Over the last two years, Oak Bay resident Ashley Migneault noticed a rise in neighbour-on-neighbour bullying in her grandmother’s neighbourhood.
“Although my grandma ignores it, it’s been a frustrating experience to watch, to say the least,” Migneault said.
But instead of venting her frustration on Facebook and social media circles like most do, Migneault decided to turn all that negativity into something positive: by creating Neighbours Against Bullying, a support and advocate group based in her grandma’s neighbourhood which is now online at neighboursagainstbullying.com.
Within days of launching the site, they received multiple stories from neighbours who live within her neighbourhood who’ve had similar experiences.
“These experiences range from having animal control called with zero cause, to having dogs screamed at from over the fence, to having video of their home and likeness posted online in local Facebook groups,” Migneault said. “The thread that connects all of these experiences is the helplessness that these people felt before realizing there were other people in the same neighbourhood going through similar experiences.”
Her end goal is to support people who feel as though they’ve been targeted by their neighbours, and to provide the support and resources they can use to navigate through the murky waters of these experiences.
Serious neighbour-versus-neighbour altercations happen very rarely, but if it does escalate to a criminal level, Oak Bay police try to deal with the situation at the earliest point they can, said Andy Brinton, Oak Bay Police Chief Constable.
“Initially, it’s not often criminal in nature per se, but if left unnatended, it can escalate,” he said, adding that if police get involved, usually it’s more as a mediation role,” he said. “Sometimes there’s misinformation on both party sides, sometimes it’s bylaw issues, so we’ll bring the municipality into that. If it does ever escalate to a criminal level, we’re certainly going to get involved.”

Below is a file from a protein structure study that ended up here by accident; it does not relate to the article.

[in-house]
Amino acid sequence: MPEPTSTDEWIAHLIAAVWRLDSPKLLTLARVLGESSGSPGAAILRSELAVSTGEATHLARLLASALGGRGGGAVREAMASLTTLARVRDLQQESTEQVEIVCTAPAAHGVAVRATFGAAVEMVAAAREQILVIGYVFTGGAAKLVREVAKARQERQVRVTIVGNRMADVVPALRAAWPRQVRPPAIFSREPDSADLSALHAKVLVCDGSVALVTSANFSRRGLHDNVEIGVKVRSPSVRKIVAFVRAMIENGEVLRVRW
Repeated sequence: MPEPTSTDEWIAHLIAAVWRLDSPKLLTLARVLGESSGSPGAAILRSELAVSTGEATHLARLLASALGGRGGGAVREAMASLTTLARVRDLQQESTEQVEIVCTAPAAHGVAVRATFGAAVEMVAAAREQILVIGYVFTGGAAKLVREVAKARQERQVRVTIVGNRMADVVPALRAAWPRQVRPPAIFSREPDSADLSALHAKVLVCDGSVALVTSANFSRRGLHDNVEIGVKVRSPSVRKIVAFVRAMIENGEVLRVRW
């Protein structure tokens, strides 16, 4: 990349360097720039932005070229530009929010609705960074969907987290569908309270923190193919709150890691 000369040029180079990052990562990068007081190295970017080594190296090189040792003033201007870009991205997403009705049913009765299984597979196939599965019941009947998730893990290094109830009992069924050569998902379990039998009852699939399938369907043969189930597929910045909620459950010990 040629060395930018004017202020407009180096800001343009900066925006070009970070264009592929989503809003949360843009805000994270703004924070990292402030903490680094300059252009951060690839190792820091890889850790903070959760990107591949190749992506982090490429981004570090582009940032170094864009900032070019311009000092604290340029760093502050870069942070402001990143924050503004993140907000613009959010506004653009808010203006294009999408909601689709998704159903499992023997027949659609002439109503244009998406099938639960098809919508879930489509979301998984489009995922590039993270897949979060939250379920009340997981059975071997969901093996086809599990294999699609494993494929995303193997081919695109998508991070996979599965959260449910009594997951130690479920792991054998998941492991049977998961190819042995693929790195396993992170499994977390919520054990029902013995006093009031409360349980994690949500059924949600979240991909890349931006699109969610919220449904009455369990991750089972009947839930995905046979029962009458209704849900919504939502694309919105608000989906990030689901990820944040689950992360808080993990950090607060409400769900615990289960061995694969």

Brinton emphasized that often, those involved are not “criminal-types” so an alternative, or restorative justice, or some kind of resolution isn’t far from reach.
Still, when emotions run high, some situations get out of hand quickly.
“By the time we get a call, people have tried to deal with it themselves and there hasn’t been any resolution, and emotions start flying, so it’s kind of our role to sort of break things down as best we can, de-escalate it, and find the root problem,” Brinton said, adding that criminal harassment and mischief is the police’s main concern, such as following people, damaging property and physically/verbally attacking an individual.
Though such cases are rare, some pursue civil remedies, such as a restraining order or an injunction filed by a civil court.
But civil action between neighbours isn’t always such a great idea either, Brinton added.
“That’s not something we’d like to see, because you still have to live next door to each other… as soon as you start going into a formal process like that, you’re never going to rebuild that relationship.”
For more info on Ashley Migneault’s Neighbours Against Bullying group, visit neighboursagainstbullying.com.